Organizational Behavior Systematic Study of Term Paper
- Length: 4 pages
- Sources: 4
- Subject: Business - Management
- Type: Term Paper
- Paper: #17604251
Excerpt from Term Paper :
Moreover, Bartlett (cited in Churchwell, 2003) underlined that, in the past, managing diversity was rather synonymous with giving equal opportunities to people of different gender or race. Nowadays, he emphasized that diversity meant "legitimizing diverse views in an organization, including those based in cultural differences."
In addition to his remark, one could say that managing diversity under contemporary circumstances doesn't exclusively consist of providing equal treatment to different people. It also implies possessing the necessary know how for properly handling the respective discrepancies in order to obtain competitive results. For instance, researches have emphasized that teams encompassing members who have different cultural backgrounds are more creative. Therefore, if a manager knows how to stimulate synergy among team members, than there is a higher chance for innovations to arouse and this can only be beneficial to the respective organization.
The new variables/challenges that managers encounter are also influencing the ratio between intuition and systemic approach. Organizational Behavior puts a high stress on a rational measurement of human behavior and attitudes. However, intuition should also be allowed to play an important part in the game, if we take into account the highly dynamic and uncertain environment with which organizations are confronted. Thus, if in earlier times, the share assigned to unstructured decisions was quite insignificant, nowadays it has increased to a high extent. When having to take such decisions, managers often use intuition because of the uncertainty and, implicitly, the impossibility to predict (http://mis2.uis.edu/fall99/mis513/cware/week10/w10L01.htm).
Therefore, the relevance of Organizational Behavior has become questionable and has been put through severe criticism, during the last years. For instance, some researches argued that Organizational Behavior studies were not connected with real life problems as they were carried out in laboratories that didn't succeed in identically replicating the outside world. Therefore, the conclusions drawn were considered to lack external validity (Thomas, Tymon, 1982).
On the other hand, critics argued that Organizational Behavior studies neglected phenomena that were not immediately noticeable, but which exerted significant influences. Thus, in many cases, meaning and symbolism were overlooked (Thomas, Tymon, 1982).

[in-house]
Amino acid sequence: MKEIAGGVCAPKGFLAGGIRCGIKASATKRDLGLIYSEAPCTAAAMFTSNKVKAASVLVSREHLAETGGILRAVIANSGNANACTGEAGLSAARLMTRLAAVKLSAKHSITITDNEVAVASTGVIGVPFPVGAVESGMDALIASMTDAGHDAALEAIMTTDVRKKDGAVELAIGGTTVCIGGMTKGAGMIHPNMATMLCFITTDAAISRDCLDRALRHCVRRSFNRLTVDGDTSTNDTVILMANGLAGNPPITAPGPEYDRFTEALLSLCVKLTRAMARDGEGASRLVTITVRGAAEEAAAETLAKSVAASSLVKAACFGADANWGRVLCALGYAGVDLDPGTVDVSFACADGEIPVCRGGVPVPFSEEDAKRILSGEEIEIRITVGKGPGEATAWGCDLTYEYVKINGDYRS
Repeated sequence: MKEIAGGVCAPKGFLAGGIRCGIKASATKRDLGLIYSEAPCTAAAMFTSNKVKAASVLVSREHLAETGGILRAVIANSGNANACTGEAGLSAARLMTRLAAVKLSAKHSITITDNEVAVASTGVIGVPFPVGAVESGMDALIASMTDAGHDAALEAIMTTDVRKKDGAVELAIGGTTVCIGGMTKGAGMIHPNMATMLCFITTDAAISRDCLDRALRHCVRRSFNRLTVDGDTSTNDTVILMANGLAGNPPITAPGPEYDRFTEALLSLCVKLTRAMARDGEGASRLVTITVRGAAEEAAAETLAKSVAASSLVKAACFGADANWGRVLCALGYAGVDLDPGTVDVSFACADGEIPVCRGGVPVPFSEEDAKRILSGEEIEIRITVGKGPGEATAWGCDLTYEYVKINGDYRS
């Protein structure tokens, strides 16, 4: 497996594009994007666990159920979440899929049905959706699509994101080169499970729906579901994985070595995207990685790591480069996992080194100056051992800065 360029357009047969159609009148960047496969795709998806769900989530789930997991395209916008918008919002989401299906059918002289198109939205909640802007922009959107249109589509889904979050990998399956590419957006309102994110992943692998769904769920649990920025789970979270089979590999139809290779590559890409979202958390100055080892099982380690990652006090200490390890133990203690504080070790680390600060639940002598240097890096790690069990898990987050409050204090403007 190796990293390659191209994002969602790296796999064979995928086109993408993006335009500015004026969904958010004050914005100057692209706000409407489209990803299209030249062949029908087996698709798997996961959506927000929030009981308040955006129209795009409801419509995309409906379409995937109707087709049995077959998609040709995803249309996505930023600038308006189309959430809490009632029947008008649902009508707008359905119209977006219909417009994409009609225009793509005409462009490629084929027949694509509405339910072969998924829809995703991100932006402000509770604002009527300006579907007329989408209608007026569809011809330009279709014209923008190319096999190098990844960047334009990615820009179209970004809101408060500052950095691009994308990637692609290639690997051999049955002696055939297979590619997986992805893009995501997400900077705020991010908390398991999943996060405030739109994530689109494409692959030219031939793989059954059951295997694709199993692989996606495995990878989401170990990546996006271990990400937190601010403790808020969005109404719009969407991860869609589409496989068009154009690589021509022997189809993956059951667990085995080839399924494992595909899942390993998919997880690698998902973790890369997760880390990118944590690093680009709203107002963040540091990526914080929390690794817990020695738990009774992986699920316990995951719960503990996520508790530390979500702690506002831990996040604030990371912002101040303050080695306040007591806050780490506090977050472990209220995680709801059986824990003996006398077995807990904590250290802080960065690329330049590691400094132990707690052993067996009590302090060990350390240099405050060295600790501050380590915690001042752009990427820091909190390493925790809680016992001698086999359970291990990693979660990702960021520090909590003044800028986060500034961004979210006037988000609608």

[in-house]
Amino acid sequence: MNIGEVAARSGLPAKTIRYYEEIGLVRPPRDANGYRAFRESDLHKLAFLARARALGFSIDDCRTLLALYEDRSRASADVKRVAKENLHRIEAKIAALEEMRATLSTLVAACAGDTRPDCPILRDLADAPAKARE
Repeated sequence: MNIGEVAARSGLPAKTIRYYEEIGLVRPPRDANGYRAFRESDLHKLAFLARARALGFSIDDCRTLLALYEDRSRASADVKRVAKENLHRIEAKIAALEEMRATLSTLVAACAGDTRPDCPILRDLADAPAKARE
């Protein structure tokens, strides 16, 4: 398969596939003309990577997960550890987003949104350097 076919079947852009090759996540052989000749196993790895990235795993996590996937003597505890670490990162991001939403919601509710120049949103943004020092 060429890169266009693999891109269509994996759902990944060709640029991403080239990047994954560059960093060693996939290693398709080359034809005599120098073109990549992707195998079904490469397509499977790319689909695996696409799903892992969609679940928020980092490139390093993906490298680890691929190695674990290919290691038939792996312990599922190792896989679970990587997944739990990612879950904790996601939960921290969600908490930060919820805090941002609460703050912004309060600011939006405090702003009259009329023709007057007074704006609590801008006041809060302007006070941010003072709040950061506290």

Additionally, there were voices who highlighted the huge gap between theory and practice as practitioners, unlike theoreticians, didn't control key variables. Therefore, "abstract variables must be translated into things that the practitioner -- can take hold of and change... -- " (Summer and O'Connell, cited in Thomas & Tymon, 1982).
Another accusation brought to Organizational Behavior referred to the fact that many conclusions were common sense inferences that most non-psychologists could draw. This is why some voices argue that hypotheses are not tested for finding out the objective truth, but for demonstrating the subjective truth that researchers have in mind (Thomas, Tymon, 1982).
Last but not least, it seems to be a time gap between theoreticians and practitioners. Thus, if the former are long-term oriented, the latter focus on short-term decisions and problem solving. Therefore, by the time researchers finish their studies, mangers might not need the conclusions anymore or the environment might undergo significant changes (Thomas, Tymon, 1982).
To conclude with, one could state that the systematic study of Organizational Behavior is salutary because it pays a considerable attention to human factors and tries to measure their behaviors and attitudes, but its relevance is questionable given the cleavage that still exists between theory and practice.
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Management Information Systems (1999). On the Internet at http://mis2.uis.edu/fall99/mis513/cware/week10/w10L01.htm. Retrieved March 8, 2008.
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